A Different Dyno Design - Engine Builder Magazine

A Different Dyno Design

The dyno is a valuable tool, so it’s nice when an engine builder feels confident in the setup of it. Enter the shipping container engine dyno design.

Over eight years ago, the guys at TRE Racing Engines were busy building engines, machining parts and testing engines on the dyno – it was a day just like any other. However, for owner Taylor Lastor, and the rest of the employees at TRE Racing Engines in Cleveland, TX, this particular day would end much differently than normal.

“We were dynoing a 10,000 rpm, Comp Eliminator engine when the steel flywheel exploded during testing, cutting the fuel lines on the dyno,” Lastor says. “It happened so fast and erupted the dyno room into flames.”

engine dyno

Fortunately, no one was injured in the incident, but unfortunately, due to TRE’s location in Texas, it took more than 30 minutes for firefighters to arrive, leaving the entire shop in a pile of ashes.

“By the time fire trucks arrived, the fire had already spread from the dyno room to the main shop and that’s when it got bad,” Lastor says. “At that point, the firefighters didn’t want to go in, they just wanted to keep the fire from going anywhere. The fire took everything out. I had two dynos, five CNCs, two honing machines, two seat and guide machines, mills and lathes and tools my dad had from the ‘80s. It was all scrap. Hundreds of engines, thousands and thousands of dollars-worth of parts – all lost.”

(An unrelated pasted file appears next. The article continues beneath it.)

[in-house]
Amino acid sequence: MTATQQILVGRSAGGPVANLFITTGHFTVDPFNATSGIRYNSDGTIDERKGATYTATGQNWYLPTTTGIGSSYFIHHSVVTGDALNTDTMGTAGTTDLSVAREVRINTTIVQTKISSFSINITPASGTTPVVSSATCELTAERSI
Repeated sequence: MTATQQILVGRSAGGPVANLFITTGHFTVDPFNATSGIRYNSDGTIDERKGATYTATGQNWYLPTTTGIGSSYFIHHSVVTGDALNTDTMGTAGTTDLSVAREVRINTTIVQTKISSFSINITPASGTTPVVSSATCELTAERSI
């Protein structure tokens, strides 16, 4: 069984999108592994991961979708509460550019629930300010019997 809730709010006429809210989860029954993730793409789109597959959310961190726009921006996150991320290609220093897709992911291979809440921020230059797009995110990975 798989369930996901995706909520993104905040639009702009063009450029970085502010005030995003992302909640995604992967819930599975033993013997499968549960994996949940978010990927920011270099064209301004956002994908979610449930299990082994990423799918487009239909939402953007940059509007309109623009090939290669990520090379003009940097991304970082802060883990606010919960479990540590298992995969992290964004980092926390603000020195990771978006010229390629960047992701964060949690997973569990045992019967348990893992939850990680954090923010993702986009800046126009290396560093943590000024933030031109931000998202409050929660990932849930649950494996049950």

TRE didn’t let that fire stop them. The shop immediately moved into another building Taylor owned that was being used for assembling and maintaining racecars. Now, all these years later, TRE has remained focused on building big cubic inch engines for Top Dragster, Top Sportsman and Pro Modified, as well as Outlaw class engines featuring nitrous, turbos and blowers. One thing the fire did teach Taylor was there’s more than one way to build a dyno room, and it doesn’t necessarily need to be inside your shop. In fact, it might be better if it wasn’t.